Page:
August 24, 2008
Our third Hawaiian Island - Moloka’i - is another winner. This island is noted for being sparcely populated and very non-tourist orientated. We found this to be true and enjoyable. There is really only one town, Kaunakaka’i that consists of only one main street, but the people are friendly, the weather is fine, and we found plenty of things to do. We rented a car for two days and toured one end of the island to the other. We enjoyed visiting a small family owned small macadamia nut farm where the owner, Tuddie Purdy educated us about mac nuts. His trees are 75 years old and produce nuts without any fertilizer or pestisides. Besides being reasonably priced, they were very tasty, so we bought a couple of bags. We also picked up some good tasting coffee at the one and only coffee plantation. We visited Halawa Bay, which is where the first Polynesians landed when they came from the south pacific; a beautiful, but isolated place. A couple of evenings we were able to enjoy the sounds of Na Kupuna – Hawaiian Elders – at the local watering holes.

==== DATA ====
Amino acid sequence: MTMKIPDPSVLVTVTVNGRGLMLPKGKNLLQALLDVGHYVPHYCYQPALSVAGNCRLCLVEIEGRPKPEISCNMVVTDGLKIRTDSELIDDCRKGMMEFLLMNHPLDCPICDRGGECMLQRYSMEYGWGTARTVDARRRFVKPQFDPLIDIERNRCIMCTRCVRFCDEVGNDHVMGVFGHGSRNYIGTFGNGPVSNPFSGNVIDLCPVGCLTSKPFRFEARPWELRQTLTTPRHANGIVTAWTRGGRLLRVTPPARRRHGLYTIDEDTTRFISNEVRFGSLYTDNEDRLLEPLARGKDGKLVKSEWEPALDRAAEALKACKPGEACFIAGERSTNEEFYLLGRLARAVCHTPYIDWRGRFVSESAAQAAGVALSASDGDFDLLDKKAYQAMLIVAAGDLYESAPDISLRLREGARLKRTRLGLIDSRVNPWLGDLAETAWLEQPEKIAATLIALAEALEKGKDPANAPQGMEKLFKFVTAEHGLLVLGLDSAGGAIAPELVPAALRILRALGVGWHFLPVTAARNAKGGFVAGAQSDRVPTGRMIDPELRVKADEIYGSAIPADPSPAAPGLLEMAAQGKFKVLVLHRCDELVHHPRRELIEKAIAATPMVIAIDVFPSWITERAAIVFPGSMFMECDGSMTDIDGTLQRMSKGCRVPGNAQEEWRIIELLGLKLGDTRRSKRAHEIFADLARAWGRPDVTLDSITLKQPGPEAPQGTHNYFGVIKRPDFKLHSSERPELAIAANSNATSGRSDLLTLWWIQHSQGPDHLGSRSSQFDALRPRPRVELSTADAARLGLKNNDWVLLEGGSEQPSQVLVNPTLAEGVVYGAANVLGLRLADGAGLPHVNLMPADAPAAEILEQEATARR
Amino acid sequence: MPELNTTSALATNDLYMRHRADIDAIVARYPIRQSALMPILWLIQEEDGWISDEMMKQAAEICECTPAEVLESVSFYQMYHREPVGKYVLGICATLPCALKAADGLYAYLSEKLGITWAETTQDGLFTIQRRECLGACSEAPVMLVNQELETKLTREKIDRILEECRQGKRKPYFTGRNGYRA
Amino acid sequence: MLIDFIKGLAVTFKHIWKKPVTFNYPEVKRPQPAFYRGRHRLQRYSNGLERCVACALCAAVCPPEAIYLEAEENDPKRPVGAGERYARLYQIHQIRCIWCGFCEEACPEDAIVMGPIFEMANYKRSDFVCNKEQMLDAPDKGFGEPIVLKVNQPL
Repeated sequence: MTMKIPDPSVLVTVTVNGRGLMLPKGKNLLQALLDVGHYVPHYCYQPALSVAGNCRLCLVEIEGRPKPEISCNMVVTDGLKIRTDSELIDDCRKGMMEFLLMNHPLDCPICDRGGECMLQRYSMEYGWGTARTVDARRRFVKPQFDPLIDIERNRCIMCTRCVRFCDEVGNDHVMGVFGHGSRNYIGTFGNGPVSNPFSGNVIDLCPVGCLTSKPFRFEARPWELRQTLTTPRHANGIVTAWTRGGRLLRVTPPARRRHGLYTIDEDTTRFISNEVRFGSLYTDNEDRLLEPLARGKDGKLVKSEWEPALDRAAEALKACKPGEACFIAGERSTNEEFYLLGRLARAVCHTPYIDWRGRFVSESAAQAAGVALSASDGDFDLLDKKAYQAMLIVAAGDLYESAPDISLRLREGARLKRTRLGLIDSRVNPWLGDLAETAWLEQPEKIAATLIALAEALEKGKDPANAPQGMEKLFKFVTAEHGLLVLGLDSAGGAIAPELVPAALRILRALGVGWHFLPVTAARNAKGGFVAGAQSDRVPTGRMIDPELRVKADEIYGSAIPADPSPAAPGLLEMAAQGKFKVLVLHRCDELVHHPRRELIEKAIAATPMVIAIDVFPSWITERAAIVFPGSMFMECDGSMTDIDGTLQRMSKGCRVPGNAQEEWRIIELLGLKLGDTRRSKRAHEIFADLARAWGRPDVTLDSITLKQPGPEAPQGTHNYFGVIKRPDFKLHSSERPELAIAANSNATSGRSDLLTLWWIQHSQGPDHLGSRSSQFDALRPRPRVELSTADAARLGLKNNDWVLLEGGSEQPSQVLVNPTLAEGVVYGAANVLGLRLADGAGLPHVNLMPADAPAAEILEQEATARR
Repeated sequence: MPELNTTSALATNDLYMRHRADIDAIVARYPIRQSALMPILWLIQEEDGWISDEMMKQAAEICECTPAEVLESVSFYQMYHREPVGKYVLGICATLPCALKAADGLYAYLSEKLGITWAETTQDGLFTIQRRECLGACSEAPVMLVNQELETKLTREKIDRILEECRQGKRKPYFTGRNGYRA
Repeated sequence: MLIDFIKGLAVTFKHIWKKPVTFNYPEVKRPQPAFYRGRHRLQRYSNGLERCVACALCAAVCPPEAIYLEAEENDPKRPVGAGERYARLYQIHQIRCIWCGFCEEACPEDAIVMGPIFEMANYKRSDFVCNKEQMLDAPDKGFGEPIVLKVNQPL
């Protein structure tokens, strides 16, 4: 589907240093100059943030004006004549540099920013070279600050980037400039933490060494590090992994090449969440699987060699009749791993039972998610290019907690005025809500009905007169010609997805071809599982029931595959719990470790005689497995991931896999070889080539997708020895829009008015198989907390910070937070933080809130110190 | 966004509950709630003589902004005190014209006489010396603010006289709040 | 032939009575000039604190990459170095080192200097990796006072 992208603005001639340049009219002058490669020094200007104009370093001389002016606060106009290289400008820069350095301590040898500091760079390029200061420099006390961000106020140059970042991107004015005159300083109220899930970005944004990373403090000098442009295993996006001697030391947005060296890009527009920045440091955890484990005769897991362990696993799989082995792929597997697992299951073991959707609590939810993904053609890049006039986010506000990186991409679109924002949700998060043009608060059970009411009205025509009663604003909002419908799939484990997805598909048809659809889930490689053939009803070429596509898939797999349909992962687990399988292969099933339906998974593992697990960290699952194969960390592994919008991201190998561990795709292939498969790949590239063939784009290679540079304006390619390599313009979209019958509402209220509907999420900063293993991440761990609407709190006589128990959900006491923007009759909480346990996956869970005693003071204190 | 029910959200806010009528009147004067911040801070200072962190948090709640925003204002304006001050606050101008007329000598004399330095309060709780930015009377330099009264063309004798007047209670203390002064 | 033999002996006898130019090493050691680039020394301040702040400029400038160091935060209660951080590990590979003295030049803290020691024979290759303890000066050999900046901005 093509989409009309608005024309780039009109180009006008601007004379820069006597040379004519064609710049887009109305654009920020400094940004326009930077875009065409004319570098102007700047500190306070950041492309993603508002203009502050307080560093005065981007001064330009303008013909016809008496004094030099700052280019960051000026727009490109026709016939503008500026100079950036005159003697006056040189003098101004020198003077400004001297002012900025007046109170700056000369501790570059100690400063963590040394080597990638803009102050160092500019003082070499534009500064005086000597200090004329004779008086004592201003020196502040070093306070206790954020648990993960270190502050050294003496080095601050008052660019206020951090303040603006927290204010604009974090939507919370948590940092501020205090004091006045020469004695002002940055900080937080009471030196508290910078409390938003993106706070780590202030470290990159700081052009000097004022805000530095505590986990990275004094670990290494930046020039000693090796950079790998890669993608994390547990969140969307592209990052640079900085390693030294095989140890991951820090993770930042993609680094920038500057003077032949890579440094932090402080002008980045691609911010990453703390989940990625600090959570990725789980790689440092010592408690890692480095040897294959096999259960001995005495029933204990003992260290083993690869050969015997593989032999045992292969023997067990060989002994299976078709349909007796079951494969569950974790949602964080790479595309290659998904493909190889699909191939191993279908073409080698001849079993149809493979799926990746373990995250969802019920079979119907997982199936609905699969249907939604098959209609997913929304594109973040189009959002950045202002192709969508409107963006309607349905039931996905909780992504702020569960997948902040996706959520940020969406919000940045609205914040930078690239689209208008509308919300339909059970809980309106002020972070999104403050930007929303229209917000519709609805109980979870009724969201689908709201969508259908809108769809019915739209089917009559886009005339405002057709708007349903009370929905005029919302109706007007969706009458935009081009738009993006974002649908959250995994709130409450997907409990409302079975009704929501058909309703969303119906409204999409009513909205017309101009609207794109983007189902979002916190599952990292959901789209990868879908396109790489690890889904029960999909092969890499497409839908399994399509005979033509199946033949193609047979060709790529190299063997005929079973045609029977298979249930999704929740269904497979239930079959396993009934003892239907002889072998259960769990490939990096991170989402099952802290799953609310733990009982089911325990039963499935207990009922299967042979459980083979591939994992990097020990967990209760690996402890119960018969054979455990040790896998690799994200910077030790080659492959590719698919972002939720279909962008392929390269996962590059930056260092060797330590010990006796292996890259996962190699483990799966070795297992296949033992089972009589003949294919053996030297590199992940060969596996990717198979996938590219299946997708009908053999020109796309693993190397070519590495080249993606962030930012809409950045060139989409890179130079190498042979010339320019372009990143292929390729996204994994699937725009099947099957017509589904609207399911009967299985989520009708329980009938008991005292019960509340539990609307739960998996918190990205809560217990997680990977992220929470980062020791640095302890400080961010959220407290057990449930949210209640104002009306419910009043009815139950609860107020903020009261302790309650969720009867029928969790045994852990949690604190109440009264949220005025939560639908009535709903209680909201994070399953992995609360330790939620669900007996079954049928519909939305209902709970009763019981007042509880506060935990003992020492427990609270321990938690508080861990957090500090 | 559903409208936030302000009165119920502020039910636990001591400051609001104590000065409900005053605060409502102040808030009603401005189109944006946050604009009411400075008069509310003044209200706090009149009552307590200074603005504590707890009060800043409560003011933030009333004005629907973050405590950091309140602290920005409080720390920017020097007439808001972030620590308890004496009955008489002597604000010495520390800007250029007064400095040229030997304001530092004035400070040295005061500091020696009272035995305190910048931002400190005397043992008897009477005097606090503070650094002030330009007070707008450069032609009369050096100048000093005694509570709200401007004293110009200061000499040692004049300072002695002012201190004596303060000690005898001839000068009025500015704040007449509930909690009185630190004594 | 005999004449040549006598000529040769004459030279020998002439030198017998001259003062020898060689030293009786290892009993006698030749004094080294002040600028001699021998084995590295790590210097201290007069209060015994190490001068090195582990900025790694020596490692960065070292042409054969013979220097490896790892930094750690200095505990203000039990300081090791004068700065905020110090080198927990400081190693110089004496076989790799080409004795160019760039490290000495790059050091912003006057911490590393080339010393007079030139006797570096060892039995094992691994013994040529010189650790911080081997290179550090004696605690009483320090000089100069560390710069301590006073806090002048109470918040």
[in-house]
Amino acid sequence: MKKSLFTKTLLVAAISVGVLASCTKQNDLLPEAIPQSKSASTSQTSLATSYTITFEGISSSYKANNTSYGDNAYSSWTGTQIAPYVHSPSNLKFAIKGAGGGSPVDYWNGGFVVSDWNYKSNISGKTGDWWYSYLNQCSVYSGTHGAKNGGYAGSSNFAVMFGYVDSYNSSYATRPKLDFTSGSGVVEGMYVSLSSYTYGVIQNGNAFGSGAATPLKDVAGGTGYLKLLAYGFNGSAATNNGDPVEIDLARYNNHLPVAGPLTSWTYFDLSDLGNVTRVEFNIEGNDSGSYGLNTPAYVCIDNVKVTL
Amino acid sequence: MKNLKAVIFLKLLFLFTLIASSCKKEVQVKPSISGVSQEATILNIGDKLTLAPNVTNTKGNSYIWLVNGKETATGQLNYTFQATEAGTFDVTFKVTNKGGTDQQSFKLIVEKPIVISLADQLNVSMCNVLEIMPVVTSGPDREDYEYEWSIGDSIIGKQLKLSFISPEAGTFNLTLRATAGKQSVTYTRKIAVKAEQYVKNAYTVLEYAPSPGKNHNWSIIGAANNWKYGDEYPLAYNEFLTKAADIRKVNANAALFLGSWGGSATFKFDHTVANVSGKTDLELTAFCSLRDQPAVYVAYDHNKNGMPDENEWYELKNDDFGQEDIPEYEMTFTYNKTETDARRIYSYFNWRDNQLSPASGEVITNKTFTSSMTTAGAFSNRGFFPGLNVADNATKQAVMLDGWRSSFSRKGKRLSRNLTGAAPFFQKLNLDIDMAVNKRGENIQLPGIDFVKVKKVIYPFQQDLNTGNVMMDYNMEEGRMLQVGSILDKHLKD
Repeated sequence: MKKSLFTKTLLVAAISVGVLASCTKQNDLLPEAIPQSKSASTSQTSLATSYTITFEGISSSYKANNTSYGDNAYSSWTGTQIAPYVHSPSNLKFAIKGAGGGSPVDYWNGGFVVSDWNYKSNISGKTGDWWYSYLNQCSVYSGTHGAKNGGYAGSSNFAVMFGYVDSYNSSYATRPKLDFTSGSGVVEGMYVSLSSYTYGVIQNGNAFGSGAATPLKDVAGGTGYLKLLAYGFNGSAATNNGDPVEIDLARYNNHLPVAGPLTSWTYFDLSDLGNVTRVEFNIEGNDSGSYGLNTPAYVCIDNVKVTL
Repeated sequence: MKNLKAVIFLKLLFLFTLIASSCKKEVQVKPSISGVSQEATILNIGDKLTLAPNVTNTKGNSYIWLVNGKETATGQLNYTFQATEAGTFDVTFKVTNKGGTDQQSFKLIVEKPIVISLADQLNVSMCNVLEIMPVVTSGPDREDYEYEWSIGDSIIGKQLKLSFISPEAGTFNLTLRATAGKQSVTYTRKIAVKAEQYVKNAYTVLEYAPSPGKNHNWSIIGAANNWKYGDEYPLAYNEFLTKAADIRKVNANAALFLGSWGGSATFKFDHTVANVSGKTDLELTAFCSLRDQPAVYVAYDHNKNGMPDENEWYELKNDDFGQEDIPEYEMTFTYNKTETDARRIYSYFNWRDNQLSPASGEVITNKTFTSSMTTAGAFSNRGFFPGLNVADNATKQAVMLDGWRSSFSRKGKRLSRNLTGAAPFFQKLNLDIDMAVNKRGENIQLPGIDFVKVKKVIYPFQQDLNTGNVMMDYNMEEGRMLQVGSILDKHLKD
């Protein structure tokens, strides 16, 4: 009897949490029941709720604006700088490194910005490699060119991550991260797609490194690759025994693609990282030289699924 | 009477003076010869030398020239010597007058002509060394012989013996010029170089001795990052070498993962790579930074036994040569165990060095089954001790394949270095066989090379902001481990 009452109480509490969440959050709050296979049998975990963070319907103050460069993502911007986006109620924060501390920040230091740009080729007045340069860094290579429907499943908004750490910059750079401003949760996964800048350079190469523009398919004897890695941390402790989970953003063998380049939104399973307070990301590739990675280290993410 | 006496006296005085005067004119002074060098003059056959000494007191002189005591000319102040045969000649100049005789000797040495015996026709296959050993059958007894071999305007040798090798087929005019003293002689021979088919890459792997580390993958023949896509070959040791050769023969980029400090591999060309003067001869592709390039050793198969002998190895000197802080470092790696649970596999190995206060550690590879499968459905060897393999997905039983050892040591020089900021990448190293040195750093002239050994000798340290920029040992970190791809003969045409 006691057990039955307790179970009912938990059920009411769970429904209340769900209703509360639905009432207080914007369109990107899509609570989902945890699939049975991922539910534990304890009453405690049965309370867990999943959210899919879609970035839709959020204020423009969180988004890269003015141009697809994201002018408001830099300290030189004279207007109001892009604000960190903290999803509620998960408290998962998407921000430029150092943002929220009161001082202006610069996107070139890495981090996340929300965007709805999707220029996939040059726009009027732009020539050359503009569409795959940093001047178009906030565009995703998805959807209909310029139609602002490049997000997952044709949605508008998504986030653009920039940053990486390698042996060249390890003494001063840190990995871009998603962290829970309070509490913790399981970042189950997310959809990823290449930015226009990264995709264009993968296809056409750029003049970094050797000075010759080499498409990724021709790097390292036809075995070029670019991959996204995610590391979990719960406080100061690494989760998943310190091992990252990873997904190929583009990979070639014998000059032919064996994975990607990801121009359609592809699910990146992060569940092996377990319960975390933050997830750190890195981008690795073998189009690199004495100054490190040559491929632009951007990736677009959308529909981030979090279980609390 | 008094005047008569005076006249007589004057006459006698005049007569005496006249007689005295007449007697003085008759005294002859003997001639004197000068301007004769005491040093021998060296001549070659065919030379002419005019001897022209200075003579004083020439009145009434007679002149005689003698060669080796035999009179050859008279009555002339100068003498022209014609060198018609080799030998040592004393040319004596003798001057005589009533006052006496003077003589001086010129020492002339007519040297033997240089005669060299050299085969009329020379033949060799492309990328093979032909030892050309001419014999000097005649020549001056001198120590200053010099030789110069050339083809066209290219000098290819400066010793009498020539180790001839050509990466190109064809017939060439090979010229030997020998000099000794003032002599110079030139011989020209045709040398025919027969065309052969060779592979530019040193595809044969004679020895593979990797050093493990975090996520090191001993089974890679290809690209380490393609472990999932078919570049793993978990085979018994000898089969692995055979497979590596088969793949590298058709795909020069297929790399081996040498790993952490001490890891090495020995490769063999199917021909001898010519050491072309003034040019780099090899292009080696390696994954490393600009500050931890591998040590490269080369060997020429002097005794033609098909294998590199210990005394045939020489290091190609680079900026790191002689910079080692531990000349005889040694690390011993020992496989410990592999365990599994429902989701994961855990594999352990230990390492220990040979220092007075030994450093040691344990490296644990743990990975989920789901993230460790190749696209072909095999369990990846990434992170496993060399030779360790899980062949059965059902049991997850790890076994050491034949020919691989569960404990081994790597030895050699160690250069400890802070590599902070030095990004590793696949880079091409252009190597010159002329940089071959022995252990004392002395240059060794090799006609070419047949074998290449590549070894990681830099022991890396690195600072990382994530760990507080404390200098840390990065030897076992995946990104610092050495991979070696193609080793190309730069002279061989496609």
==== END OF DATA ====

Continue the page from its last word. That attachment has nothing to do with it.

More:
In a couple of days, we plan on moving on to a small deserted barge harbor called Lono (see map for its location). There is nothing there, but it gets busy for the womens and mens outrigger canoe races in the end of September and early October. The race goes 42 miles to Waikiki Beach across a usually very boisterous channel. From Lono we will cross the same channel to Honolulu and look for a place to park the boat for a month or so.